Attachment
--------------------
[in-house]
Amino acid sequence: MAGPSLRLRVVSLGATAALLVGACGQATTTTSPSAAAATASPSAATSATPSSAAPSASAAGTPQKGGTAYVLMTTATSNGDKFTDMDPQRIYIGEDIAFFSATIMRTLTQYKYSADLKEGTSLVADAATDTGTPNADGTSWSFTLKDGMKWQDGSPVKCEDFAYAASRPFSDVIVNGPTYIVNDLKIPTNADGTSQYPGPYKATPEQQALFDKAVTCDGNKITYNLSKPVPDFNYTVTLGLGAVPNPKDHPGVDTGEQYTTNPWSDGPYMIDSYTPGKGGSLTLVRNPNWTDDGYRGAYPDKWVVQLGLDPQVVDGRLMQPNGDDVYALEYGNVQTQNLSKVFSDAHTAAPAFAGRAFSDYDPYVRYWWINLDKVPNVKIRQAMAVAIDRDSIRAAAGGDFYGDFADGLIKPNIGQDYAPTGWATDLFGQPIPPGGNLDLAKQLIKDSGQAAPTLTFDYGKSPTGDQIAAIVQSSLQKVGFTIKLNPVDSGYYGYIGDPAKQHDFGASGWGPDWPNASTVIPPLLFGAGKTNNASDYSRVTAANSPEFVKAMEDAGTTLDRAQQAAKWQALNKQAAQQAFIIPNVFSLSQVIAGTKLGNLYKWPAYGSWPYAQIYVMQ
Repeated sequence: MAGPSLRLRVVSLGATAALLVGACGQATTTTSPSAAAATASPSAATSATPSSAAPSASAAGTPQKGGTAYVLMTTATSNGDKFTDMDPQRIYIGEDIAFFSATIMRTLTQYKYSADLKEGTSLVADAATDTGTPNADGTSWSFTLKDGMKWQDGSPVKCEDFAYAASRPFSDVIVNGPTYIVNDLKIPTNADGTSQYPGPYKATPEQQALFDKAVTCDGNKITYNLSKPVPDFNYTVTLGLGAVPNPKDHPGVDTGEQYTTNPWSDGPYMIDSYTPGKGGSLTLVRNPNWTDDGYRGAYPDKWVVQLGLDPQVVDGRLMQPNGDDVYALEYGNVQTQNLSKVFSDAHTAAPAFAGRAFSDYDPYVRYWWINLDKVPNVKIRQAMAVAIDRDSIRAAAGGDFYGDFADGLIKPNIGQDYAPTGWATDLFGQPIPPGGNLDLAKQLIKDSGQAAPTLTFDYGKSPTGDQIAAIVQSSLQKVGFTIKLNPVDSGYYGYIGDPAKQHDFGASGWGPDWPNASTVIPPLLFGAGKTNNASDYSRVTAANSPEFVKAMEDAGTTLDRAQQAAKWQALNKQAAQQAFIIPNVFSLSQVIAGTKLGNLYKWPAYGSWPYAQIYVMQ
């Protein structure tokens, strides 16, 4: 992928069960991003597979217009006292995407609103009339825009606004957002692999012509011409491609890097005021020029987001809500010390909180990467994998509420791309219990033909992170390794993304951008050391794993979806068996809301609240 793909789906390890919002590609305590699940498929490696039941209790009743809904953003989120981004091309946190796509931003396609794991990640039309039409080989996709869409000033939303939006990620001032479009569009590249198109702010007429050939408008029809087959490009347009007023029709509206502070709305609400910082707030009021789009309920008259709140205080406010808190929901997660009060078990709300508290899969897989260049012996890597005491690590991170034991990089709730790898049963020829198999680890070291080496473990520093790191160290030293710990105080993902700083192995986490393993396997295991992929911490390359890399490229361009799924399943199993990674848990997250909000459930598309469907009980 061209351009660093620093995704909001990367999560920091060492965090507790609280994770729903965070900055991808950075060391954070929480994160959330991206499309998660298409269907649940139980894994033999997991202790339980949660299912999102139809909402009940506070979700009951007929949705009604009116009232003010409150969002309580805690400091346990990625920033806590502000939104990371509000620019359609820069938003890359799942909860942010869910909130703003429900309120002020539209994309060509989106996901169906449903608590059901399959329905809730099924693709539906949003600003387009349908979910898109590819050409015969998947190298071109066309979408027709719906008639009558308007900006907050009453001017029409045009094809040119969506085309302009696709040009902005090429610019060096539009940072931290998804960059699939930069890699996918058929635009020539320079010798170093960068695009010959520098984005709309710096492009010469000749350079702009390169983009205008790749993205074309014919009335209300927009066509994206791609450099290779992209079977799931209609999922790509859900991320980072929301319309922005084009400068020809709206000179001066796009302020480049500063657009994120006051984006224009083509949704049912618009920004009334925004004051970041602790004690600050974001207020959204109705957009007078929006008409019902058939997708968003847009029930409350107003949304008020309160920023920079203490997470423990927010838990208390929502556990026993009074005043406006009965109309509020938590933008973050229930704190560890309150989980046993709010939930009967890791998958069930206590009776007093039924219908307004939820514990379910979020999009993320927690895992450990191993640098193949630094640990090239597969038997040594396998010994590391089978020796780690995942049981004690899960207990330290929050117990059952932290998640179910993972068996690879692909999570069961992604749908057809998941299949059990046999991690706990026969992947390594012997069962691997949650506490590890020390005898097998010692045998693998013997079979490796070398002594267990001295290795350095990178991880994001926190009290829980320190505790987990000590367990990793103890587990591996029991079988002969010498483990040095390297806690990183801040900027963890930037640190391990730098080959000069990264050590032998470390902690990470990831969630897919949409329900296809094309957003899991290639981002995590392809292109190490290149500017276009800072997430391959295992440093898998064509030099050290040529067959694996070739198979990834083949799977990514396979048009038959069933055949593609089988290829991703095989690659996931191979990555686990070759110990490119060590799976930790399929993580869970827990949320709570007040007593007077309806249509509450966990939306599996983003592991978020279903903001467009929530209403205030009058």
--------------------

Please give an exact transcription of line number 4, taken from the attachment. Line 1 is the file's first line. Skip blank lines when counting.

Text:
């Protein structure tokens, strides 16, 4: 992928069960991003597979217009006292995407609103009339825009606004957002692999012509011409491609890097005021020029987001809500010390909180990467994998509420791309219990033909992170390794993304951008050391794993979806068996809301609240 793909789906390890919002590609305590699940498929490696039941209790009743809904953003989120981004091309946190796509931003396609794991990640039309039409080989996709869409000033939303939006990620001032479009569009590249198109702010007429050939408008029809087959490009347009007023029709509206502070709305609400910082707030009021789009309920008259709140205080406010808190929901997660009060078990709300508290899969897989260049012996890597005491690590991170034991990089709730790898049963020829198999680890070291080496473990520093790191160290030293710990105080993902700083192995986490393993396997295991992929911490390359890399490229361009799924399943199993990674848990997250909000459930598309469907009980 061209351009660093620093995704909001990367999560920091060492965090507790609280994770729903965070900055991808950075060391954070929480994160959330991206499309998660298409269907649940139980894994033999997991202790339980949660299912999102139809909402009940506070979700009951007929949705009604009116009232003010409150969002309580805690400091346990990625920033806590502000939104990371509000620019359609820069938003890359799942909860942010869910909130703003429900309120002020539209994309060509989106996901169906449903608590059901399959329905809730099924693709539906949003600003387009349908979910898109590819050409015969998947190298071109066309979408027709719906008639009558308007900006907050009453001017029409045009094809040119969506085309302009696709040009902005090429610019060096539009940072931290998804960059699939930069890699996918058929635009020539320079010798170093960068695009010959520098984005709309710096492009010469000749350079702009390169983009205008790749993205074309014919009335209300927009066509994206791609450099290779992209079977799931209609999922790509859900991320980072929301319309922005084009400068020809709206000179001066796009302020480049500063657009994120006051984006224009083509949704049912618009920004009334925004004051970041602790004690600050974001207020959204109705957009007078929006008409019902058939997708968003847009029930409350107003949304008020309160920023920079203490997470423990927010838990208390929502556990026993009074005043406006009965109309509020938590933008973050229930704190560890309150989980046993709010939930009967890791998958069930206590009776007093039924219908307004939820514990379910979020999009993320927690895992450990191993640098193949630094640990090239597969038997040594396998010994590391089978020796780690995942049981004690899960207990330290929050117990059952932290998640179910993972068996690879692909999570069961992604749908057809998941299949059990046999991690706990026969992947390594012997069962691997949650506490590890020390005898097998010692045998693998013997079979490796070398002594267990001295290795350095990178991880994001926190009290829980320190505790987990000590367990990793103890587990591996029991079988002969010498483990040095390297806690990183801040900027963890930037640190391990730098080959000069990264050590032998470390902690990470990831969630897919949409329900296809094309957003899991290639981002995590392809292109190490290149500017276009800072997430391959295992440093898998064509030099050290040529067959694996070739198979990834083949799977990514396979048009038959069933055949593609089988290829991703095989690659996931191979990555686990070759110990490119060590799976930790399929993580869970827990949320709570007040007593007077309806249509509450966990939306599996983003592991978020279903903001467009929530209403205030009058």